V.I. Charter Boat Rule Passes U.S. House

The Coast Guard and Maritime Transportation Act of 2014 passed the U.S. House of Representatives on Tuesday with a provision allowing V.I. charter boats to carry more than six passengers, according to Delegate Donna M. Christensen and Gov. John deJongh Jr., who both praised the development. The bill still needs to pass the Senate and be signed into law.

In a statement on the floor of the House, Christensen praised Transportation Committee Chairman Bill Shuster and ranking member Nick Rahall for including language in the bill that would clarify a problem that has hurt the charter boat industry in the territory.

“This is something our charter boat industry has been advocating for at least 20 years," Christensen said on the House floor. She said when the Passenger Vehicle Safety Act was passed in 1993, it limited the number of paying passengers that may be carried aboard uninspected vessels. “Because of the existing rule, our once thriving charter yacht industry has migrated to the British Virgin Islands and estimates of revenue losses to the USVI economy range from 70 to 100 million dollars annually,” she told the House.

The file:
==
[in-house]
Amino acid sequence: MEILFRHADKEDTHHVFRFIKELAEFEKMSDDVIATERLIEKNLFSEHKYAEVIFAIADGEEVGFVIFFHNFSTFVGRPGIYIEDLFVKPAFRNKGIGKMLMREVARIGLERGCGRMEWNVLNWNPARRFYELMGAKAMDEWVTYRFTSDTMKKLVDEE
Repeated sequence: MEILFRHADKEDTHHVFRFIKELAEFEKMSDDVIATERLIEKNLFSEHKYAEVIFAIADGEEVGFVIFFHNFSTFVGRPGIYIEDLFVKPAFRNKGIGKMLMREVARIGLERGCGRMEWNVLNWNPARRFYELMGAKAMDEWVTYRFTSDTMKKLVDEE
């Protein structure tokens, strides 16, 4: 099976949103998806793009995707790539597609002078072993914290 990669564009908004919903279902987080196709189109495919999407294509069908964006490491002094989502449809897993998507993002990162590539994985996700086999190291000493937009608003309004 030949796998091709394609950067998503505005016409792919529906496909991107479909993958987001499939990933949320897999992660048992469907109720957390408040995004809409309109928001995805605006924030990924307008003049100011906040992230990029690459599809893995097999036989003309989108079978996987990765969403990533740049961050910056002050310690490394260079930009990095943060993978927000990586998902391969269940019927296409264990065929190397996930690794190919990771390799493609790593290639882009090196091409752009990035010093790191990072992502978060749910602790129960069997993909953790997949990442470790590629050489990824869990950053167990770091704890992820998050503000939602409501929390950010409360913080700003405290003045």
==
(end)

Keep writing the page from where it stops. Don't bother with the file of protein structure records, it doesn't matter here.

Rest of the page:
In a statement Tuesday night, deJongh said the vote brings the territory "one step closer in its efforts to regain the yachting industry’s leadership mantle that was once a vibrant part of the local economy."

The bill introduced in the House on Feb. 6 provides alternative compliance for U.S. Coast Guard safety regulations for certain U.S. vessels that are now restricted to six passengers while operating in the waters of the U.S. Virgin Islands.

DeJongh said there was no doubt that the initiative brought forward by the Marine Council to Shuster during the House Transportation Committee chairman’s November 2013 infrastructure visit to the territory “has resulted in this step towards equity for our charter industry and an economic boost for our maritime industries as a whole.”

The governor said this has been a long outstanding issue that has put the territory at a competitive disadvantage to the rest of region.

“This is the first of a number of actions we will initiate to let this market know that we are open for business and we want their business," he added.

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